Assembling the Fractal Design Node 304

Befitting the Fractal Design Node 304's simple aesthetic is an equally simple assembly, but there are definitely measures that could've been taken to make it easier still. In its own way this is par for the course with Fractal Design's cases; they're easy to build but they could've optimized things even further.

The biggest problem is actually installing the motherboard. Before installing anything you need to remove the three drive brackets, all of which are secured by two thumbscrews and a single small Phillips head screw. Getting the I/O shield in is easy enough, but Fractal Design makes you install the standoffs on your own despite the fact that mITX boards only ever have four and they're all in the same place. That's a minor nitpick, but note that clearance is going to be a bit difficult as the power supply region and bracket sits almost flush with the motherboard and they recommend you install the PSU first.

Getting the PSU in is also a bit of a tight squeeze; our test PSU is 180mm with modular connections, essentially longer than the Node 304's spec. As a result, the PCIe slot is rendered essentially unusable to cards longer than the motherboard itself. The problem is that a modular power supply is practically essential for a case like this as there simply isn't anywhere else for the cables to go. I don't think this is a dire situation, but it's one of the places where I feel like the SFX power supply standard really needs to proliferate and would be more ideal. You just don't need a full ATX PSU in a case this size, and space is at a premium.

With no optical drive bay to speak of, we're left with the drive mounting brackets, and I think they're for the most part a solid design. There are three, but really you're going to want to use the bare minimum, which for the purposes of testing was just one. Drives bottom-mount to the sides of the brackets (which took our Corsair Link box out of the equation), and then the brackets go in. One potential problem is that a pair of 3.5" drives run the risk of blocking an intake, and I don't see people filling this case up with six drives as I'm just not sure there's space for them.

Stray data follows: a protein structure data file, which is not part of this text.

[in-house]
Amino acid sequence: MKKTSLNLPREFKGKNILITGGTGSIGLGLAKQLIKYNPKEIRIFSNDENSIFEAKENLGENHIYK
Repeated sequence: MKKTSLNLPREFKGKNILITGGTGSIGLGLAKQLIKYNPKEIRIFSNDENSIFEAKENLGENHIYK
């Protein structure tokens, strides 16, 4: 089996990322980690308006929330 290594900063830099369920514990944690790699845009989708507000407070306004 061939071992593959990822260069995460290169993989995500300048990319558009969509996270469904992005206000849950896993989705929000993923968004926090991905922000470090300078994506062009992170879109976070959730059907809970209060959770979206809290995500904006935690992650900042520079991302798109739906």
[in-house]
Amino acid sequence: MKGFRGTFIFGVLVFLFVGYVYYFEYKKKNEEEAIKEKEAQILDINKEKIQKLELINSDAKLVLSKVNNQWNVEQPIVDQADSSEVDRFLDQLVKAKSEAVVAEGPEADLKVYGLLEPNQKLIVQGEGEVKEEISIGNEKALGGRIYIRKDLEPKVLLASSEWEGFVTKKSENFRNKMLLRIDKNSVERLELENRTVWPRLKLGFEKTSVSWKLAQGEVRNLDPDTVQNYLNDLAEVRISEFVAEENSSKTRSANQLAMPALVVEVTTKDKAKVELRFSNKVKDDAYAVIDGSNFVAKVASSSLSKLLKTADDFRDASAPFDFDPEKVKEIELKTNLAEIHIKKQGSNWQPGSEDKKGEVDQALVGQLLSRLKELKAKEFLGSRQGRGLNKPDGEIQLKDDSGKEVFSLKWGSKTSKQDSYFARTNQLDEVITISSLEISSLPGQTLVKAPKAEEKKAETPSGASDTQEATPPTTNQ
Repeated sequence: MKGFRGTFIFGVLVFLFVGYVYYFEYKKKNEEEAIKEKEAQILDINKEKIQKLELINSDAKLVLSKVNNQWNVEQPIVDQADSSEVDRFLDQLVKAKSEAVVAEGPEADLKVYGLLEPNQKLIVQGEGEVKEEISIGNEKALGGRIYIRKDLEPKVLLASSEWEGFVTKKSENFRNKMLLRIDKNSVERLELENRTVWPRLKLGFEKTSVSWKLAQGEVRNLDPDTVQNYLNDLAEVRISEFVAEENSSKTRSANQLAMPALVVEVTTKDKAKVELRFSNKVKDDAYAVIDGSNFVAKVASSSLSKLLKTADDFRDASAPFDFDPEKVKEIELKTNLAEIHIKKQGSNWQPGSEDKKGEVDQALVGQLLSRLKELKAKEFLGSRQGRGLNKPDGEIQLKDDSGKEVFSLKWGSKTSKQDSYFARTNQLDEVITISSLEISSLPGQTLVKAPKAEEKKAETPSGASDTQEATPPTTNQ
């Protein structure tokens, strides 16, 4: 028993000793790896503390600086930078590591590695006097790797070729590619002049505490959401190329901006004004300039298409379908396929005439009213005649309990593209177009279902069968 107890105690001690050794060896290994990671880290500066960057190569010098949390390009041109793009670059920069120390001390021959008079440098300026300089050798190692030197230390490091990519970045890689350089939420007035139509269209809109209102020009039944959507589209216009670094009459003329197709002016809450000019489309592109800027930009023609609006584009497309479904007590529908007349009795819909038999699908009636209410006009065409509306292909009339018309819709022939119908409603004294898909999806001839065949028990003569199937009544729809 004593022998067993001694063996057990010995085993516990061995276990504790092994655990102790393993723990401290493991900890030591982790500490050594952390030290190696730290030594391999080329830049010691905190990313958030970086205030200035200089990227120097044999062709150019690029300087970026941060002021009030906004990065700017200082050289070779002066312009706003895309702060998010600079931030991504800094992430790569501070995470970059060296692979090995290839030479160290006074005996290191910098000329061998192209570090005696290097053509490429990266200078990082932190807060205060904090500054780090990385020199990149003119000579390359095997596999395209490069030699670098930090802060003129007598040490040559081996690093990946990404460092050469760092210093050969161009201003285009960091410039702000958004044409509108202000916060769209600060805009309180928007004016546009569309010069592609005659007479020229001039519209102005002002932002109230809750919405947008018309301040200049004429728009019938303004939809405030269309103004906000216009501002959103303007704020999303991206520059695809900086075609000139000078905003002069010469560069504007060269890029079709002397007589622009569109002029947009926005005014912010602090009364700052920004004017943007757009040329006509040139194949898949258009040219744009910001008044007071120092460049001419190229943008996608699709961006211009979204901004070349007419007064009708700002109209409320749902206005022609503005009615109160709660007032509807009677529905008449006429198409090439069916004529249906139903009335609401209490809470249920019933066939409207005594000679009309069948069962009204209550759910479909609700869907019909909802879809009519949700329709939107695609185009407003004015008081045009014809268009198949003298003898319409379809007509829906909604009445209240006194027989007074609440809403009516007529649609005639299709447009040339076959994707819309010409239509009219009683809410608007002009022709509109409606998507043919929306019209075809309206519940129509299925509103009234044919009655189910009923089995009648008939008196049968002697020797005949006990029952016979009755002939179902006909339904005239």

Because of the way the cables stuck out of the power supply and the length of the power supply itself, I was unable to fit our GeForce GTX 560 Ti inside the Node 304 for testing. The short, single-slot Zotac GeForce GTS 450 Eco, however, went in just fine and was surprisingly easy to install and remove. Cable spaghetti is a foregone conclusion in a case like this and unfortunately that made getting the shroud back on that much more difficult.

As far as small cases go, assembly in the Node 304 was tight but not impossible and if anything might've stood to be a little more involved. I'm not sure how I feel about the drive brackets, but since Fractal Design is targeting small home servers with this case I can understand the need to cram as much storage in as possible and the intakes probably serve more to keep the drives from overheating than actually circulating air through the chassis. I do think they could've gone with an SFX power supply instead, though, and even though it would've been more involved, splitting the shroud into two or even three panels might make assembly and service much easier.

In and Around the Fractal Design Node 304 Testing Methodology
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  • londiste - Friday, November 23, 2012 - link

    Any customer can have a car painted any colour that he wants so long as it is black.
    - Henry Ford

    :)
    Reply
  • silveralien81 - Friday, November 23, 2012 - link

    Don't care much for the case but the Heinlein reference was great. Reply
  • versesuvius - Friday, November 23, 2012 - link